Late Tuesday evening, the UAW announced each US automaker agreed to implement the rotating “partial shutdown” of facilities. As plants go offline temporarily, crews will arrive to deep clean the facility and equipment between shifts. The break between shifts will also grow longer and these new plans include ways for workers to avoid “member contact,” including rotating shifts.
Ford echoed the UAW in a statement and told Roadshow, “The health and safety of our workforce is our top priority. We’re working closely with the UAW and are aiming to announce details in the next 24 hours.” GM did not immediately respond to a request for comment.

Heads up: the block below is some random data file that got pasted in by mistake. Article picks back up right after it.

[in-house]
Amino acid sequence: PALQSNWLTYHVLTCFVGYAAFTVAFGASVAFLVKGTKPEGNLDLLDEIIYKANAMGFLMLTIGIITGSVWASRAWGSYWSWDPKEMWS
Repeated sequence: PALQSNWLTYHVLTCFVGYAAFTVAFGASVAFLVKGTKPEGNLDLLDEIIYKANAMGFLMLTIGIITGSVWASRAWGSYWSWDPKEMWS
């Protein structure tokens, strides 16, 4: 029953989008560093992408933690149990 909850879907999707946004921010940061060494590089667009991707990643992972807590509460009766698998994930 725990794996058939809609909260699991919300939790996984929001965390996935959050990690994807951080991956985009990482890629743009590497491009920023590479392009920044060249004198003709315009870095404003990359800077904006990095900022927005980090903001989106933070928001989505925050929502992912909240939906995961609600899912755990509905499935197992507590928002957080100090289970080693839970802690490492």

FCA said in its own announcement these measures “allow for greater separation of employees and further enhancing our new sanitation protocols, are focused on providing a safe environment and peace of mind to our employees at their place of work.” The automaker acknowledged the coronavirus, which causes thedisease, has caused “economic turmoil,” but FCA will continue to fill a strong number of orders for fleets and dealers.
While these changes will certainly curb output, they mean each US automaker still plans to keep factories humming along. It’s also a far cry from the UAW’s initial proposal to institute a two-week shutdown for all US factories to protect workers from contracting COVID-19.
All three automakers and the UAW just recentlyto help battle the challenges the coronavirus presents. GM previously confirmed with Roadshow it would shift production schedules to make time for more deep cleaning at its plants and would cut overtime hours.